Look: I am eager to learn stuff I don't know--which requires actively courting and posting smart disagreement.

But as you will understand, I don't like to post things that mischaracterize and are aimed to mislead.

-- Brad Delong

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Friday, January 7, 2011

Deficits in the Viet Nam Era

One of the remarkable things about the Viet Nam war was that it did not bust the budget.  WW's I and II led to big deficits, as have our excursions into Iraq and Afghanistan.  To make the point, here is a graph of deficit as a percentage of GDP.  To provide some context, dates from 1950 through 1980 are included.

Despite Ike getting us established as early as 1955, the bulk of U. S. involvement came from Johnson's escalation in late 1963 through the end of the war in 1975.  These years are highlighted in red on the graph, or you'd never be able to pick them out.  Except for two specific years, 1968 and 1975, the period was actually quite frugal.  For context,  I've thrown on 3, 5, and 8 year moving averages, as well as the best fitting straight line in dark green.

The most striking feature of Viet Nam era deficits is that they are so remarkably unremarkable.  Why?  It's simple.  Revenues grew at about the same rate as expenses.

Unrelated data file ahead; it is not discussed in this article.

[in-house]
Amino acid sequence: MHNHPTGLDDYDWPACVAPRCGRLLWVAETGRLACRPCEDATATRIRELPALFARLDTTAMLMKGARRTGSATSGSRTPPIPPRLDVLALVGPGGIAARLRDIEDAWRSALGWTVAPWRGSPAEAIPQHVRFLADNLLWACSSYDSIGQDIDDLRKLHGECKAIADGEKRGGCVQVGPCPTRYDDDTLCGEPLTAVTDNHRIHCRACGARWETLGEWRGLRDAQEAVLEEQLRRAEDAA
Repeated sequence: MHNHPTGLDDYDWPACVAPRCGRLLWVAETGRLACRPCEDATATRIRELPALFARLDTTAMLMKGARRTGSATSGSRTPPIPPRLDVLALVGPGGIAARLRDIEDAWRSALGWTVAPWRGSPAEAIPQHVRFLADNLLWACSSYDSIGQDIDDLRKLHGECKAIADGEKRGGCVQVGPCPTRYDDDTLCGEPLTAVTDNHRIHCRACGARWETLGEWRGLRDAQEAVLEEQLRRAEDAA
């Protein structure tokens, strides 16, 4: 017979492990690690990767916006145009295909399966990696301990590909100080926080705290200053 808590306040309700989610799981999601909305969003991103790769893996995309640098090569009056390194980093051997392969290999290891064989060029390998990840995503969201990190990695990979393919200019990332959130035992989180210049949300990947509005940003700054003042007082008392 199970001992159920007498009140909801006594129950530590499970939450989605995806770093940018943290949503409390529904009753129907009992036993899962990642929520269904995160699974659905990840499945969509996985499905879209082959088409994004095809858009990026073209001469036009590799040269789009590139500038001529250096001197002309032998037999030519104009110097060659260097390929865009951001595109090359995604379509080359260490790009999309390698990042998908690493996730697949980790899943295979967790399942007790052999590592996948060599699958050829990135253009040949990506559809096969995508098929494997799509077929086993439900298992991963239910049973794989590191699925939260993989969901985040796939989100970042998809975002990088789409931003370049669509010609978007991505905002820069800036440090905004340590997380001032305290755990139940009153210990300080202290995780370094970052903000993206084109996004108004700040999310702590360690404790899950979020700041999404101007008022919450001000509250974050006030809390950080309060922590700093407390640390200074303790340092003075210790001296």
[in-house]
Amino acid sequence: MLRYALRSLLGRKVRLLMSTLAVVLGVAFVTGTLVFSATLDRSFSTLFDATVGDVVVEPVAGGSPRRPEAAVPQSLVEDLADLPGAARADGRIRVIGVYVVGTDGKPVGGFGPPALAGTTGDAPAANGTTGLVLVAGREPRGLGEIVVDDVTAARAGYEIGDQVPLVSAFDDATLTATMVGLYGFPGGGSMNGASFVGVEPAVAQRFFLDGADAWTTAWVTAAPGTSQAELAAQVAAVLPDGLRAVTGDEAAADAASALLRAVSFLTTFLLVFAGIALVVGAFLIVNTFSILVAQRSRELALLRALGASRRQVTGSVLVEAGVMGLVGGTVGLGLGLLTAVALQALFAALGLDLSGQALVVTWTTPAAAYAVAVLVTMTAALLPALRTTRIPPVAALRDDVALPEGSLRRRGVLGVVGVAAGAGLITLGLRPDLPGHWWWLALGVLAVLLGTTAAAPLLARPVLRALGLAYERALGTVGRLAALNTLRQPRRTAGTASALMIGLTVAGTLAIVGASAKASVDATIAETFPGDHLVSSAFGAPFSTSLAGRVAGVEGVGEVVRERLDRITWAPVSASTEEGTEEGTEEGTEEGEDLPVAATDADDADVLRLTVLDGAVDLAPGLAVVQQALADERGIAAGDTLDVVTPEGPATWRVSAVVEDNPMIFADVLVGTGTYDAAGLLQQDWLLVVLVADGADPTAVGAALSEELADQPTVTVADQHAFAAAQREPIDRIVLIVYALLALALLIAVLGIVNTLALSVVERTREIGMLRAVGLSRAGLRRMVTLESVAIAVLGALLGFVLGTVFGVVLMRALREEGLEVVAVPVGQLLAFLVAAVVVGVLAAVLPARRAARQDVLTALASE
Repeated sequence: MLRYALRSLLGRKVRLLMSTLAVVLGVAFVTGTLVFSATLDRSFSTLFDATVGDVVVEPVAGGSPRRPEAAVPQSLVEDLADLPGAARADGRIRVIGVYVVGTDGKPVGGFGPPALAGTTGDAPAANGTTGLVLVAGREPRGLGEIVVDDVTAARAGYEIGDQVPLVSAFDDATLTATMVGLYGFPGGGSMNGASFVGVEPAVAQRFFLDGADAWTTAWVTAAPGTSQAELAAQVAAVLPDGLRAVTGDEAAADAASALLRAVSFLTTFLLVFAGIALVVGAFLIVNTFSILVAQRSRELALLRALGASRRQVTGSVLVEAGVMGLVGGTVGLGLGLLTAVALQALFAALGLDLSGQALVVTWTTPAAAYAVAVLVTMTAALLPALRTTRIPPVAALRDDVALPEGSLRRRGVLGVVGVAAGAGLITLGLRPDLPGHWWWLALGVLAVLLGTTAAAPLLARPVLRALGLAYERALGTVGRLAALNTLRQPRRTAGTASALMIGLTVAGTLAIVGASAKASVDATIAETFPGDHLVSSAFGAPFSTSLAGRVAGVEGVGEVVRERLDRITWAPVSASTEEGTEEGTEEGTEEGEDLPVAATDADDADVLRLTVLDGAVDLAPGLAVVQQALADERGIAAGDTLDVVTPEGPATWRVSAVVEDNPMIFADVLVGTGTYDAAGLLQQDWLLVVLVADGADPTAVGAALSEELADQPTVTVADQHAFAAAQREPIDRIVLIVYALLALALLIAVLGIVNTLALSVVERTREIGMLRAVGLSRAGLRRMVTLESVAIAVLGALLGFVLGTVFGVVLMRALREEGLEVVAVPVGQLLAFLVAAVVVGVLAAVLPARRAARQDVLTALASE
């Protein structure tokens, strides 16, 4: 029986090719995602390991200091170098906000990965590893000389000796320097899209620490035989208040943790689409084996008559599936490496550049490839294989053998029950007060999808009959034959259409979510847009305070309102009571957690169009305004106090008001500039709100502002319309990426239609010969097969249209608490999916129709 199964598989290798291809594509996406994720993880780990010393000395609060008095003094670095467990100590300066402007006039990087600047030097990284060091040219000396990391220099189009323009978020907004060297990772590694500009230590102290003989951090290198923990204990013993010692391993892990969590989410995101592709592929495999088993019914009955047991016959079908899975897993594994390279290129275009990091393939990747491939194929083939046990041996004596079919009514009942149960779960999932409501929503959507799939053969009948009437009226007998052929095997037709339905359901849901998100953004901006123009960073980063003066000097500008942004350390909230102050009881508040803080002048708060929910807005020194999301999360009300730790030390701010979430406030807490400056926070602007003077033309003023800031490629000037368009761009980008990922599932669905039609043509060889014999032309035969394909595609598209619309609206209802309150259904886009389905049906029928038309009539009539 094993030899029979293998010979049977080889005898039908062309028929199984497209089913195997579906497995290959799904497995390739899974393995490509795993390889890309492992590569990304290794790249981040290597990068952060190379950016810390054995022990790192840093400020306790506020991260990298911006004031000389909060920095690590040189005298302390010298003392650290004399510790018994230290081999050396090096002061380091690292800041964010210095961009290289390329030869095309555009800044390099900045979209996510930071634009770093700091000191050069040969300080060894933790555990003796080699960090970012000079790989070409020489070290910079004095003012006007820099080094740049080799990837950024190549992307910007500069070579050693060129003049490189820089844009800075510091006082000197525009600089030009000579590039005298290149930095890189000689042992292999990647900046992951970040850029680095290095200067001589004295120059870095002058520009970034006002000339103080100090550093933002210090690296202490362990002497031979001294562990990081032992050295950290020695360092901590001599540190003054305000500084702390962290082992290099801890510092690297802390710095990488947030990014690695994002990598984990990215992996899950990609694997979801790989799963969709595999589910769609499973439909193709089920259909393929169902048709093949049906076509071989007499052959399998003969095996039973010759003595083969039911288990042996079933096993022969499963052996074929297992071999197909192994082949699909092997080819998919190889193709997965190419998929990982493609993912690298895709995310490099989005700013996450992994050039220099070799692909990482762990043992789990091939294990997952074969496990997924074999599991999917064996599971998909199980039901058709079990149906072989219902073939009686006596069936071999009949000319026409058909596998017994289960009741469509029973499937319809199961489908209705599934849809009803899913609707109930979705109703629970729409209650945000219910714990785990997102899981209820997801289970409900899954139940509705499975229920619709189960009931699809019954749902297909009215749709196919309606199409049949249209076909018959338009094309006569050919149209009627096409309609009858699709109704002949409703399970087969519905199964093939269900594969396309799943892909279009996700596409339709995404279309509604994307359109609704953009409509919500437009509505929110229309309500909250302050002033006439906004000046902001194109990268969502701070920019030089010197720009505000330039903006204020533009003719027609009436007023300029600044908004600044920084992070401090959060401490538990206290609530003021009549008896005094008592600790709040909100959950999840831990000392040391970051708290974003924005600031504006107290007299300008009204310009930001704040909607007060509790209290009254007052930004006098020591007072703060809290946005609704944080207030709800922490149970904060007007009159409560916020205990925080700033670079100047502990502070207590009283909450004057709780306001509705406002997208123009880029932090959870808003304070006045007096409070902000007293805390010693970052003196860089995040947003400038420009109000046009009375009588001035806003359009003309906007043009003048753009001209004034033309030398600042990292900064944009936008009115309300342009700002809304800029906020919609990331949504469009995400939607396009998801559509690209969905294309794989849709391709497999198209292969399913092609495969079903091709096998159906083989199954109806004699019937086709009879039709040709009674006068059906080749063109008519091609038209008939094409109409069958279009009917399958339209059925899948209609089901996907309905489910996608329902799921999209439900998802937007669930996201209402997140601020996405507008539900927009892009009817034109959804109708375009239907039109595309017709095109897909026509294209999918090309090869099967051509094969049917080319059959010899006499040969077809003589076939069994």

Cirze said...

But of course. It never occurred to Johnson, a good Democrat, to cut taxes for the rich while he funded the Eisenhower/Dulles/ChaseManhattan wars and the programs comprising the safety net of that time.

Funny how no one ever mentioned that passed Ronnie Rayguns spending/tax cutting spree isn't it?

Thanks, sweetie!


Steve Roth said...

Here's what I don't understand: gross public debt/gdp was on a steady decline from '45 to '81. How is that possible when your numbers show deficit/gdp being positive in most of those years? Gotta look at the data sets, I think...